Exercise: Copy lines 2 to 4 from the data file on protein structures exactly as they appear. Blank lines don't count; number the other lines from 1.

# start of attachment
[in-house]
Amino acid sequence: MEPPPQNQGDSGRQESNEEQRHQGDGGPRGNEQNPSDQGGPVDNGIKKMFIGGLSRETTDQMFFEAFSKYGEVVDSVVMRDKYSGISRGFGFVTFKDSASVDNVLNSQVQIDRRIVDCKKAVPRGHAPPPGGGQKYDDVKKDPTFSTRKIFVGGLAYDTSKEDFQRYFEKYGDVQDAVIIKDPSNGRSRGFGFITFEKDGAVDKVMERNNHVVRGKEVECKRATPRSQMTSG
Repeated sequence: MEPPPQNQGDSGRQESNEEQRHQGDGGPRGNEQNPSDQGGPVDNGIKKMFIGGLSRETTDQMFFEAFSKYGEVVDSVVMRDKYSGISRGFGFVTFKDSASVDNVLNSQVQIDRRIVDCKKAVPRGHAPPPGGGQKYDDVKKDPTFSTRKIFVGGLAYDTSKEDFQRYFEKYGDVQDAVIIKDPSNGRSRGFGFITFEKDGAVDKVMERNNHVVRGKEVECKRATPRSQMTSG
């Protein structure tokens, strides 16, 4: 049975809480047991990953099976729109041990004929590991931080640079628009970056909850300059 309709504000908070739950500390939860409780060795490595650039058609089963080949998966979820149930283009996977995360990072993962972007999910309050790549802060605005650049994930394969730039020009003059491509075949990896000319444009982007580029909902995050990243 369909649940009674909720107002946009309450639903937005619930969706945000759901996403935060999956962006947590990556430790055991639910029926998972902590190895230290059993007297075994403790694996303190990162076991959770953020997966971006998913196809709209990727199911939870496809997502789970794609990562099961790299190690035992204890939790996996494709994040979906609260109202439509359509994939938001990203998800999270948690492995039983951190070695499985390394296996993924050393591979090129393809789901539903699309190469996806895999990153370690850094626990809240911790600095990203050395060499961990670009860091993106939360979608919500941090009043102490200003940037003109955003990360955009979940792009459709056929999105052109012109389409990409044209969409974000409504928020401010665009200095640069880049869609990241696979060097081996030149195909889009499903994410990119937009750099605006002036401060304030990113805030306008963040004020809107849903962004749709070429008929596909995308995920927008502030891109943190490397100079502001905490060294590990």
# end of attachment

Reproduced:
Amino acid sequence: MEPPPQNQGDSGRQESNEEQRHQGDGGPRGNEQNPSDQGGPVDNGIKKMFIGGLSRETTDQMFFEAFSKYGEVVDSVVMRDKYSGISRGFGFVTFKDSASVDNVLNSQVQIDRRIVDCKKAVPRGHAPPPGGGQKYDDVKKDPTFSTRKIFVGGLAYDTSKEDFQRYFEKYGDVQDAVIIKDPSNGRSRGFGFITFEKDGAVDKVMERNNHVVRGKEVECKRATPRSQMTSG
Repeated sequence: MEPPPQNQGDSGRQESNEEQRHQGDGGPRGNEQNPSDQGGPVDNGIKKMFIGGLSRETTDQMFFEAFSKYGEVVDSVVMRDKYSGISRGFGFVTFKDSASVDNVLNSQVQIDRRIVDCKKAVPRGHAPPPGGGQKYDDVKKDPTFSTRKIFVGGLAYDTSKEDFQRYFEKYGDVQDAVIIKDPSNGRSRGFGFITFEKDGAVDKVMERNNHVVRGKEVECKRATPRSQMTSG
């Protein structure tokens, strides 16, 4: 049975809480047991990953099976729109041990004929590991931080640079628009970056909850300059 309709504000908070739950500390939860409780060795490595650039058609089963080949998966979820149930283009996977995360990072993962972007999910309050790549802060605005650049994930394969730039020009003059491509075949990896000319444009982007580029909902995050990243 369909649940009674909720107002946009309450639903937005619930969706945000759901996403935060999956962006947590990556430790055991639910029926998972902590190895230290059993007297075994403790694996303190990162076991959770953020997966971006998913196809709209990727199911939870496809997502789970794609990562099961790299190690035992204890939790996996494709994040979906609260109202439509359509994939938001990203998800999270948690492995039983951190070695499985390394296996993924050393591979090129393809789901539903699309190469996806895999990153370690850094626990809240911790600095990203050395060499961990670009860091993106939360979608919500941090009043102490200003940037003109955003990360955009979940792009459709056929999105052109012109389409990409044209969409974000409504928020401010665009200095640069880049869609990241696979060097081996030149195909889009499903994410990119937009750099605006002036401060304030990113805030306008963040004020809107849903962004749709070429008929596909995308995920927008502030891109943190490397100079502001905490060294590990």